L I D D Y P O O L

BIRTHPLACE OF THE BEATLES


Y NOT? The other side of Liverpool

Ringo's Childhood Friend Marie Maguire Talks about The Dingle

David Bedford talks to Ringo’s Childhood Friend, Marie Maguire


This interview is from the book, "Liddypool: Birthplace of The Beatles" by David Bedford. BUY LIDDYPOOL NOW


David Bedford lived in the Dingle from 1969 - 1989, living by the bottom

of Madryn Street where Ringo was born. He also attended St. Silas School, which was the primary school that Ringo had attended some 25 years earlier.


The Dingle often comes in for stereo-typing as a dark, miserable, rough area. This isn't a true reflection of the character and nature of a community that, although was poor, was a good place to grow up. Was the Dingle as bad as Ringo has tried to reflect in his Liverpool 8 album, and now, on his new album "Y Not", with the song "The Other Side of Liverpool".


I therefore tracked down Marie Maguire, Ringo's childhood friend who knew him, and the area, better than anyone.

David BedfordBELOW: RINGO'S DINGLE: The Empress Pub at the top of Admiral Grove, where Ringo grew up; Madryn Street where Ringo was born


Born in The Dingle, Marie Crawford, nee Maguire, remembers the young Ritchie Starkey well. Her family moved into 10, Madryn Street (right) in June 1943, immediately opposite Elsie and Ritchie’s house.


Recently interviewed by David Bedford, she was asked:


What do you remember about The Dingle?


“It was a lovely place to grow up: not the squalid slums that some writers portray it as, especially when they’ve never been near the place. I remember that you could walk in and out of each other’s houses, with your door being open all the time. Everyone knew everybody else. You knew who your neighbours were and we helped each other out. That was what it was like, and why I was happy to help out. Ritchie’s dad had moved out when Ritchie was only three, and so Elsie had to work to pay the rent.


“When our family moved to Madryn Street, we lived opposite the Starkeys who lived at number 9 (left). Mum became good friends with Elsie Starkey, and I was regularly called in, and trusted, to baby-sit young Ritchie. This would often entail going to Ritchie’s grandparents’ house at the bottom of Madryn Street where I would collect him—often fast asleep. I would carry him home and put him to bed.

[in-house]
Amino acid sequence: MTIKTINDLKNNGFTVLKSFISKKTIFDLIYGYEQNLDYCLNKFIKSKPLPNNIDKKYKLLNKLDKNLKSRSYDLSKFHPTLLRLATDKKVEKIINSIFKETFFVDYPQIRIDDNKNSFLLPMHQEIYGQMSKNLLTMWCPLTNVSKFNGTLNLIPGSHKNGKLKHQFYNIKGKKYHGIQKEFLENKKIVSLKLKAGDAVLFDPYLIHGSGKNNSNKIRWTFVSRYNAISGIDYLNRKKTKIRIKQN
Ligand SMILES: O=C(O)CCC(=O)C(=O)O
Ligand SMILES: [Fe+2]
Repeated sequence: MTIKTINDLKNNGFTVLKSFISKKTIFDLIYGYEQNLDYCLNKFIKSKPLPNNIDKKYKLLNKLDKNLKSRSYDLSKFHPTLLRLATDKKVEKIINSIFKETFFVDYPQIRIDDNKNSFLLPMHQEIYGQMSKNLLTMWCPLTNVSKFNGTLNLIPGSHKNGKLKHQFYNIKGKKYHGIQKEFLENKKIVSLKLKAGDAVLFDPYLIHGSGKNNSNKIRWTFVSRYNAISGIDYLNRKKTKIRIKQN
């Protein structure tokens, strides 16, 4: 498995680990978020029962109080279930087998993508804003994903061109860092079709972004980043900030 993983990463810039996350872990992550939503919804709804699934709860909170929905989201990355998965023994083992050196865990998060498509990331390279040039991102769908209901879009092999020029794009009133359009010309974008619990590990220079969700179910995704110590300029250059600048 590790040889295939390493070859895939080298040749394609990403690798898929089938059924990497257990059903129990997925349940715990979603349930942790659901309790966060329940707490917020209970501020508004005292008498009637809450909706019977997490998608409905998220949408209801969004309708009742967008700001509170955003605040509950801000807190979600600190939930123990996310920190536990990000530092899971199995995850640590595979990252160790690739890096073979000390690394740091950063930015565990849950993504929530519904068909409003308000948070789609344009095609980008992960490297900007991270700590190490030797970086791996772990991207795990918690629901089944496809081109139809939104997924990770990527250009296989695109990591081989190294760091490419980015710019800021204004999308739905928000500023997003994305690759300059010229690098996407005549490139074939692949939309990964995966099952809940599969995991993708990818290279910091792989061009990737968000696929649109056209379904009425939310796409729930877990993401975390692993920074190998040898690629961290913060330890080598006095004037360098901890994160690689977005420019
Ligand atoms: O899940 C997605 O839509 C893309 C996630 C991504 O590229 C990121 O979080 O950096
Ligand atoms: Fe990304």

“Mum and Elsie became good friends and I spent a lot of time with young Ritchie. When he was near his seventh birthday, his appendix burst and he contracted peritonitis and was very ill. On 7 July 1947, Elsie was called into the hospital, as they weren’t sure if he was going to make it. I remember that day, because it was the day my father died. But mum still went with Elsie and sat with her through the night, even though she had lost her husband that same day: she wanted to stay with her in her time of need”.


If you want to know what growing up in a community like The Dingle was like, then this selfless act sums it up. For those who don’t know the area, then it is hard to describe. Those who do understand Liverpool will not be surprised. Ritchie went to St. Silas School but Marie went to Mount Carmel, the local Roman Catholic School. However, this brought up an interesting point about the clash of religion.


“I was brought up a Catholic by my mum, and Elsie was a member of the Orange Lodge—staunch Protestants who normally hate the Catholics. However, mum and Elsie celebrated the 12 July (Orange


Lodge celebration) and 17 March (St. Patrick’s Day for the Irish Catholics). They would sing the songs together and enjoy the day, and proved that not all Protestants and Catholics had to hate each other”.


Ritchie became ill again and most books say it was pleurisy. Marie disputes that long-held belief.


“Ritchie contracted tuberculosis (TB) which of course was serious. At the time, there was a terrible stigma attached to having TB, and so the family said it was pleurisy. He was at the convalescent home in Heswall on the Wirral. That is when I took him Eric Delaney’s record, ‘Bedtime for Drums’, which he loved”.


While convalescing, children with TB would spend a lot of time in bed, often outside in the sunshine and fresh air. Part of the therapy to relieve boredom was to give the boys some ‘noise time’. This consisted of giving them a toy drum or tambourine to bang and crash while sitting on their beds. It was here that Ritchie developed his love for drumming, helped along by Marie’s simple but memorable gift.


The other Beatles moved their parents out of Liverpool when they became famous. John moved Mimi to Poole in Dorset; Paul moved Jim to Heswall and George moved Harry and Louise to Appleton near Warrington. Elsie didn’t want to move too far, so Marie helped Ringo

to find a house for his mum and stepfather.


“Elsie wanted to be close enough to come back to see her friends. Admiral Grove was surrounded by fans twenty-four hours a day, which was awkward, particularly as the toilet was still in the yard. So I went and found three houses which I thought could be acceptable. She and Harry chose the bungalow in Heath Hey in Woolton, which was a lovely house”.


Marie and Ritchie moved on in their adult lives. Marie has been a leading tour guide in Liverpool for many years. She has fond memories of the young boy who went on to become one of the most famous men on this planet. Her viewpoint is refreshing: no dirt, no scandal, just great memories of a special area that produced a famous son—a lad who grew up to become Ringo Starr. But to Marie he will always be Ritchie.


Copyright David Bedford, Liddypool 2009


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